- Security Groups: Instead of wading through iptables, EC2 security groups provide an easy way to restrict access to your private virtual cloud. For example, the following is approximately what our setup looks like:
- Route 53: Although there are a couple of subtleties, Route 53 allows for pretty simple DNS setup. Nothing much to it.
- S3: A big hard drive in the sky. This is where we store releases, backups, archived logs, and static files. It’s also useful for setting up backups with 3rd party services, to whom you can grant read/write privileges to specific buckets.
- CloudFront: A dead simple CDN that hooks up to S3 and “just works” (you can also point it at an http server). Honestly, the hardest part of setting it up was figuring out the command line parameters to upload files to S3 with the right headers.
- Certificate Manager: If you’ve ever had to get an SSL cert from one of the usual providers, you’re already starting to experience flashbacks and intense feelings of anxiety and rage. It’s an expensive, time-consuming, confusing, and incredibly frustrating process. The certificate manager, on the other hand, snaps in perfectly with the rest of the tools – the newly purchased cert is immediately available to the ELB and CloudFront in a drop-down menu.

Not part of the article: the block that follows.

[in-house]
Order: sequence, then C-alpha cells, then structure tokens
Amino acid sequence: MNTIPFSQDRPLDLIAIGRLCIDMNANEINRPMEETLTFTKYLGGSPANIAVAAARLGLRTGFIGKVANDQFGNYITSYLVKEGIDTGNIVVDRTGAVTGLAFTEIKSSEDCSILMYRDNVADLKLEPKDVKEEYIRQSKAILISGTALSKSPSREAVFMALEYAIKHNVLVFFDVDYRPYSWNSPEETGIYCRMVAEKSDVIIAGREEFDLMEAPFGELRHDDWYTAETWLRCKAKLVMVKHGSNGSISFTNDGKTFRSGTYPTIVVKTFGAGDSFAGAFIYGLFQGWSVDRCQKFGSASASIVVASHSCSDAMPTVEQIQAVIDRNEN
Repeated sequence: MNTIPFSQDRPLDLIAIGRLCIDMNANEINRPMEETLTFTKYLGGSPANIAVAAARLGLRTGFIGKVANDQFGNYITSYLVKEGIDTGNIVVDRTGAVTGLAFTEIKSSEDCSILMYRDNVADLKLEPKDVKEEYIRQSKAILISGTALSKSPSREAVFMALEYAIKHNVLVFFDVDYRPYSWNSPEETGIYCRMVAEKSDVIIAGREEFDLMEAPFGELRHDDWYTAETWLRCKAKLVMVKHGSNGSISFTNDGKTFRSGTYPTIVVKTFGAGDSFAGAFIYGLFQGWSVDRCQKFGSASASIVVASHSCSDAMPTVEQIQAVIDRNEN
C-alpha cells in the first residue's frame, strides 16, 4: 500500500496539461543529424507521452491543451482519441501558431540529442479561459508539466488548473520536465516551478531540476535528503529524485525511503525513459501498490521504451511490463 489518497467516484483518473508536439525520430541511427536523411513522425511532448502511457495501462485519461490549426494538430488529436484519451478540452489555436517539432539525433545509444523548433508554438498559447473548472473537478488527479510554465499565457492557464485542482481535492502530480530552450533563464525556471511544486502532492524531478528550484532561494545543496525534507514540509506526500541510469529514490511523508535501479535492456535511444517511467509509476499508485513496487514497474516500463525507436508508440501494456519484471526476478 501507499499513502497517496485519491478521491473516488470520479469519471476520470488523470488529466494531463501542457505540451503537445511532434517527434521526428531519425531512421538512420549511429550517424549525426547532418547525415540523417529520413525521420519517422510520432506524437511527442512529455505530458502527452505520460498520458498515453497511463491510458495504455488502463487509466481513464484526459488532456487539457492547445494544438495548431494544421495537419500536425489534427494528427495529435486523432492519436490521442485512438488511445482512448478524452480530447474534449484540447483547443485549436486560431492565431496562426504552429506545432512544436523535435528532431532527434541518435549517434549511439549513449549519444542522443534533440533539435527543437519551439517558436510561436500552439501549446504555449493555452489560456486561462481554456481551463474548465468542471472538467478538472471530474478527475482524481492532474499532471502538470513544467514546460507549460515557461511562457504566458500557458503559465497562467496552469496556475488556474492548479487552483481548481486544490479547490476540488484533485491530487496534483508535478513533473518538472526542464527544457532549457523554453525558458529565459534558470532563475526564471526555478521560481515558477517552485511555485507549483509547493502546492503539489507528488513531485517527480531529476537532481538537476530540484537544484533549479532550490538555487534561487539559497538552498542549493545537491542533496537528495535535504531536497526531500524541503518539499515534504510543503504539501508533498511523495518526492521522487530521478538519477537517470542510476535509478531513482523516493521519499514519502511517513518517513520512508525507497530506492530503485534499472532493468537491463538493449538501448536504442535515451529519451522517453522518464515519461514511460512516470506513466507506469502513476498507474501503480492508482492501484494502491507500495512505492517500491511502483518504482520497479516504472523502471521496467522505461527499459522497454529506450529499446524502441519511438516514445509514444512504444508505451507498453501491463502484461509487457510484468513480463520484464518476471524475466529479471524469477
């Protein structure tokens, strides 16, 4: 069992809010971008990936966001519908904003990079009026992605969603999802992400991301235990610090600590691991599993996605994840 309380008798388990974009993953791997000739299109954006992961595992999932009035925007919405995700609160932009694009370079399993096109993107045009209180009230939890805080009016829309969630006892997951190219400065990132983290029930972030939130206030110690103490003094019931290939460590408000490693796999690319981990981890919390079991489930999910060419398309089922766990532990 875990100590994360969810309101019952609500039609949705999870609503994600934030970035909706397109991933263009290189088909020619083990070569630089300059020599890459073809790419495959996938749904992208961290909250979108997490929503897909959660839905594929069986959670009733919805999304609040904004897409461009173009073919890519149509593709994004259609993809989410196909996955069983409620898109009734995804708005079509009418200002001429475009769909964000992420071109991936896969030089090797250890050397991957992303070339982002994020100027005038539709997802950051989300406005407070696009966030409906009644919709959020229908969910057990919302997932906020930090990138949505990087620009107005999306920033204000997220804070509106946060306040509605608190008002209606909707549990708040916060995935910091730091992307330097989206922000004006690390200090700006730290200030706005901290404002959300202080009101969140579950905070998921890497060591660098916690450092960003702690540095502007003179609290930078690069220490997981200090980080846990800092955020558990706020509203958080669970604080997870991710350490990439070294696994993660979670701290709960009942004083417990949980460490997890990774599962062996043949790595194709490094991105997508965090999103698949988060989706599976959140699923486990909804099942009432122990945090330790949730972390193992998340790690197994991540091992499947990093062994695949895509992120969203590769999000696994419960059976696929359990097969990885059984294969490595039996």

- Identity and Access Management: A little daunting at first, IAM is an incredibly powerful tool to allow specific access at the resource level. So, for instance, you can grant write access to an S3 bucket to one server that needs to archive a file, and read access to another so that it can process the file. Or you can give a user access to a specific set of API commands on some servers, while completely restricting others. You can create alternate accounts for team members (each with 2fa), so that you don’t have to share master AWS login credentials. It’s a powerful tool, once you figure out how to use it.
- Redshift: We use Looker for analytics, which in turn expects data to be in Redshift. Using Redshift isn’t terribly difficult – it mostly acts like an old version of postgres (from which it was forked). Configuring it, on the other hand, is a bit more complicated, and not something we’ve spent a lot of time tuning. You can set up multiple clusters, with multiple machines, which can be of different sizes, with different numbers of IOPS, etc., etc. No doubt we could be getting better performance if we only added more machines to our clusters, or gave them more memory, or made them beefier, but for now it’s working well enough.